The Glastonbury Festival has made good on its promise to completely ban plastic bottles – and plastic sales – at this year’s event.
Two years ago, festivalgoers used – and quickly threw away – 1.3 million plastic bottles at the Glastonbury Festival.
It’s only natural. Hot, sweaty music festivals require a lot of water just to survive.(Source Digitalmusicnews – CNN- TheGuardian)
Greenpeace estimates that globally, 12.7m tonnes of plastic end up in the oceans each year. With more than 1m plastic bottles sold at Glastonbury in 2017, the festival’s organisers said they felt stopping their sale was vital.
England’s Glastonbury music festival, which welcomes on average 135,000 revelers over its five days, has become almost as famous for its sea of mud and piles of trash as for its top-tier artists.
“It’s paramount for our planet that we all reduce our plastic consumption, and I’m thrilled that, together, we’ll be able to prevent over a million single-use plastic bottles from being used at this year’s festival.
“I really hope that everyone – from ticket-holder to headliner – will leave Worthy Farm this year knowing that even small, everyday changes can make a real difference.”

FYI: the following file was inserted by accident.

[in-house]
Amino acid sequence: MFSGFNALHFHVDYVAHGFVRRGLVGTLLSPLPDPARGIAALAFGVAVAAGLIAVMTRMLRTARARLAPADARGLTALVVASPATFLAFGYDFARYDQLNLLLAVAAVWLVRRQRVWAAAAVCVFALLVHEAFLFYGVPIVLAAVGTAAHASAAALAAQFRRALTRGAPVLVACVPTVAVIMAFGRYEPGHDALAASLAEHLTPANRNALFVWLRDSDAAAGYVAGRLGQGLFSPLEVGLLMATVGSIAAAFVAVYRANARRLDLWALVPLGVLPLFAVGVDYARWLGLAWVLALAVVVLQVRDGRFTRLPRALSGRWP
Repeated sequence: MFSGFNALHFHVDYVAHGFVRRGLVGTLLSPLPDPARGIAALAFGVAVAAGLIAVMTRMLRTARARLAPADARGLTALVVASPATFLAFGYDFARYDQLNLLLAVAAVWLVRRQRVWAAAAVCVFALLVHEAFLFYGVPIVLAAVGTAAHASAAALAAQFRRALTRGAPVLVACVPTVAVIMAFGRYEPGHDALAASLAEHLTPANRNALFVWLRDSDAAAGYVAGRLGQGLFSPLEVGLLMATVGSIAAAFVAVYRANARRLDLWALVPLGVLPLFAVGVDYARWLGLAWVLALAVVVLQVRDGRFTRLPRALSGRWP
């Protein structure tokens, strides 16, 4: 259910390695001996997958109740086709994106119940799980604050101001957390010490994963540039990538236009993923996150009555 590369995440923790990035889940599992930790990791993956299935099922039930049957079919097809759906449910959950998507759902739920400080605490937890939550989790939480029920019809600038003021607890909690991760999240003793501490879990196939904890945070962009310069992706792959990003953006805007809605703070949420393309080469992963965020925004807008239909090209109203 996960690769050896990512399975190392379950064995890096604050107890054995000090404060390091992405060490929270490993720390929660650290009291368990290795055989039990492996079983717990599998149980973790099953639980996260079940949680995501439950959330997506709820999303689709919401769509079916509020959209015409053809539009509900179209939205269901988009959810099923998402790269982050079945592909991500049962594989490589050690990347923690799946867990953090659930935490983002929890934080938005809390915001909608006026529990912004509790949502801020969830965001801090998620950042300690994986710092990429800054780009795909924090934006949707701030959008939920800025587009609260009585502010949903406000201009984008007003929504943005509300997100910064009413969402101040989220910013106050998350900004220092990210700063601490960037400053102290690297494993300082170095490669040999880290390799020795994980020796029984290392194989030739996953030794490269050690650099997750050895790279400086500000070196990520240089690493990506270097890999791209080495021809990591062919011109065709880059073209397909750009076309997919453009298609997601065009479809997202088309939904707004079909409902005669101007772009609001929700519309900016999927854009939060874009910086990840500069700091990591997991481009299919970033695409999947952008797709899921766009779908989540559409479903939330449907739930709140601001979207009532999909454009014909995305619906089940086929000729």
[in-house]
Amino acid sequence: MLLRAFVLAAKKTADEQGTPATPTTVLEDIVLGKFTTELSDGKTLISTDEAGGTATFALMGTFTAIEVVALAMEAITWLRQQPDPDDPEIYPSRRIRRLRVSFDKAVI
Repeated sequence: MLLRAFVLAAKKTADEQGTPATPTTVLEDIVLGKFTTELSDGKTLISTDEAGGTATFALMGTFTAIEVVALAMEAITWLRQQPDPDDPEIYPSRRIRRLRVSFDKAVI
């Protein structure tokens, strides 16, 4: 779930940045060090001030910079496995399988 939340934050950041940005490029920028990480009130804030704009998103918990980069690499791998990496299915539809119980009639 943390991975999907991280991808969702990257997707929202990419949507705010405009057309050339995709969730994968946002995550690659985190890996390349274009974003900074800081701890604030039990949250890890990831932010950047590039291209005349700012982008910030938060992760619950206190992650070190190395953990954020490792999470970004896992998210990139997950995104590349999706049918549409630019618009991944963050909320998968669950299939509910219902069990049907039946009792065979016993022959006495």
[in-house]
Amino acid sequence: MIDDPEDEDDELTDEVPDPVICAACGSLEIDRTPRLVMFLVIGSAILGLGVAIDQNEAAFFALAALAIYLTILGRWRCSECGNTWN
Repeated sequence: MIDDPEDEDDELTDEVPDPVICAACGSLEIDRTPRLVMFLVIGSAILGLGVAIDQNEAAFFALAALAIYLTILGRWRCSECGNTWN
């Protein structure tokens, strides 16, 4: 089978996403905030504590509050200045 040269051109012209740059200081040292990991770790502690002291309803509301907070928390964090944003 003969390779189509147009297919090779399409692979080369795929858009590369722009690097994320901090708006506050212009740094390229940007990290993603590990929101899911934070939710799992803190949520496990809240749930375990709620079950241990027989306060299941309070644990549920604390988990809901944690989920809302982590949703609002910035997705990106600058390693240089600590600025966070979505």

In 2017, visitors to the festival got through 1.3m plastic bottles.
“Obviously we are all fighting the fight against plastic, which is an enormous task but well overdue and we need to make steps in the right direction,” said Emily Eavis, the co-organiser of the festival and youngest daughter of the founder, Michael Eavis.
Unfortunately, most people consume from plastic bottles, only to then leave them strewn across the grounds once the festival is over.
Last year, infuriated music organizers vowed to prohibit festivalgoers from bringing – and consuming – water in plastic bottles.
Emily Eavis, daughter of founder Michael Eavis, explained her hope to implement a ban on plastic bottles in 2019 across the festival.
Instead, organizers will set up water taps across the festival grounds. They’ve encouraged festivalgoers to bring reusable bottles to fill up at the taps, at WaterAid kiosks, and at bars across the site. The number of WaterAid kiosks at the event has tripled over last year.
In addition, traders who have previously sold soft drinks in plastic bottles will now have to sell canned soft drinks. They’ll also have to stock up on Life Water.